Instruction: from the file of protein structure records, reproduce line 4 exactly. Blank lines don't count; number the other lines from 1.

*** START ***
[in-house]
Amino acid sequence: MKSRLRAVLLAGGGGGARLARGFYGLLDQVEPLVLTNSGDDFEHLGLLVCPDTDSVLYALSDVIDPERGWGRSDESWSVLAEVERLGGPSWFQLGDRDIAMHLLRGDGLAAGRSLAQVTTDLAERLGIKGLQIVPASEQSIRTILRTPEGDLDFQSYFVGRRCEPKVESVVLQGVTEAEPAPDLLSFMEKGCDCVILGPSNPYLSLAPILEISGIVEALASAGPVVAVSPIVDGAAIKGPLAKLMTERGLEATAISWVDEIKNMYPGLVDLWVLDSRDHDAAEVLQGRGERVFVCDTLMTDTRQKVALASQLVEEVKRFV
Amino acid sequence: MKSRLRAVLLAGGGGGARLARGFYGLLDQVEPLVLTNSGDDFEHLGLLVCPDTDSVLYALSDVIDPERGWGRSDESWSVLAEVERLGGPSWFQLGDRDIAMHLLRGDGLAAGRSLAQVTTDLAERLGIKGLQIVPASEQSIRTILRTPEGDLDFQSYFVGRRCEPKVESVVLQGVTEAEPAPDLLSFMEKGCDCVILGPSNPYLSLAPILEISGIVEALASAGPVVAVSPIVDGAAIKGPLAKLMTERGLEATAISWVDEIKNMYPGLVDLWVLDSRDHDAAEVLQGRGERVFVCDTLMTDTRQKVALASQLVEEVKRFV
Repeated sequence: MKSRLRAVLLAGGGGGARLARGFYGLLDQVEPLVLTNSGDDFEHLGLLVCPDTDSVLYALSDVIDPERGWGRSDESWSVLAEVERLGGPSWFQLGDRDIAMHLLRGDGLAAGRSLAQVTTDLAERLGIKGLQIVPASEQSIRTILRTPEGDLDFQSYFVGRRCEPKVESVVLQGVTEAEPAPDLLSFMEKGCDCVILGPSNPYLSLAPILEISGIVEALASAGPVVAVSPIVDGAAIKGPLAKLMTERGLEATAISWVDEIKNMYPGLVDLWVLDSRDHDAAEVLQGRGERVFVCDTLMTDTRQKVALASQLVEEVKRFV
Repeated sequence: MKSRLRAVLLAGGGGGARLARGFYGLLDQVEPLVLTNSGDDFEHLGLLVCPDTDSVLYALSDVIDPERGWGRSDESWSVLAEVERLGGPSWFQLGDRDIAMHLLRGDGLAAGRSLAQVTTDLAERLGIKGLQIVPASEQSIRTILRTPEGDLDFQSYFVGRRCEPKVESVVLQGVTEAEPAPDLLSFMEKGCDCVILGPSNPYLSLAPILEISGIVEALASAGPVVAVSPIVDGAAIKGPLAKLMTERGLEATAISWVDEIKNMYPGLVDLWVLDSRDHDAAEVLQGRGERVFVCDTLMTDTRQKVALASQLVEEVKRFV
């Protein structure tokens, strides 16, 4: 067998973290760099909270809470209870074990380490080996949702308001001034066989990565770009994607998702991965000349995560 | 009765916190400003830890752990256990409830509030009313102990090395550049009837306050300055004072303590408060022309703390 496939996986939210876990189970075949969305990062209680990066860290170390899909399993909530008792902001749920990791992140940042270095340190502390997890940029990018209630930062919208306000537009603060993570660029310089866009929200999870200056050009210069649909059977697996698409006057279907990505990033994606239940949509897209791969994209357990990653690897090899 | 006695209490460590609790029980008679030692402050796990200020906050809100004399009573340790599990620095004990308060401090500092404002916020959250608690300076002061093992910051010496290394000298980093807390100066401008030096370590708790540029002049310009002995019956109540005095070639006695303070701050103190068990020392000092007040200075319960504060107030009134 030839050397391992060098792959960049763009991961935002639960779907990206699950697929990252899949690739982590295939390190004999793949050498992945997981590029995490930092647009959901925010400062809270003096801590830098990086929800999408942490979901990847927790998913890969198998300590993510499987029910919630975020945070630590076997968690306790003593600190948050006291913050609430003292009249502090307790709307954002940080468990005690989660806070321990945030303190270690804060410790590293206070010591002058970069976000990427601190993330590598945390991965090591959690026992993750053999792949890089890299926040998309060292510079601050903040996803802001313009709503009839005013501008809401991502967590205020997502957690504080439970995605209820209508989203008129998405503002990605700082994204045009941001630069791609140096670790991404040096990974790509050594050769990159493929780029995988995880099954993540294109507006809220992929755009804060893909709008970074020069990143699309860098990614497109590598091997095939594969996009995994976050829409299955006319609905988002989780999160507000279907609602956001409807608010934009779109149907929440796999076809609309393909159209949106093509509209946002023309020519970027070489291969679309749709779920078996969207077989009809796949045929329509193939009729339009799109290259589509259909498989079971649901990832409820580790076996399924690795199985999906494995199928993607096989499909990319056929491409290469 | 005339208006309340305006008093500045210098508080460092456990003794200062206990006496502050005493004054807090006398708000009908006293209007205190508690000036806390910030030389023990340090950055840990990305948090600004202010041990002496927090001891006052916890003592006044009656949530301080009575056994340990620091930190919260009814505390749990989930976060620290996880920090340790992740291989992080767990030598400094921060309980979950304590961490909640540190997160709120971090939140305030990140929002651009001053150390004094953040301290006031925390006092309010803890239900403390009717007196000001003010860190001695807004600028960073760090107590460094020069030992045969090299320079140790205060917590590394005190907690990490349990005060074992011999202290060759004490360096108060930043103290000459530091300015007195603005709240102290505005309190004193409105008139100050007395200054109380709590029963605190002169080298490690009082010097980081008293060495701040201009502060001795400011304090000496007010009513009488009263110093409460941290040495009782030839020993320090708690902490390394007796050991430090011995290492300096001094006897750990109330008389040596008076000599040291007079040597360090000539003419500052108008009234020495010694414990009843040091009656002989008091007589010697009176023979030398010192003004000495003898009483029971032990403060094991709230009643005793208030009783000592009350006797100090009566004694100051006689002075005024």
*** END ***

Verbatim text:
Repeated sequence: MKSRLRAVLLAGGGGGARLARGFYGLLDQVEPLVLTNSGDDFEHLGLLVCPDTDSVLYALSDVIDPERGWGRSDESWSVLAEVERLGGPSWFQLGDRDIAMHLLRGDGLAAGRSLAQVTTDLAERLGIKGLQIVPASEQSIRTILRTPEGDLDFQSYFVGRRCEPKVESVVLQGVTEAEPAPDLLSFMEKGCDCVILGPSNPYLSLAPILEISGIVEALASAGPVVAVSPIVDGAAIKGPLAKLMTERGLEATAISWVDEIKNMYPGLVDLWVLDSRDHDAAEVLQGRGERVFVCDTLMTDTRQKVALASQLVEEVKRFV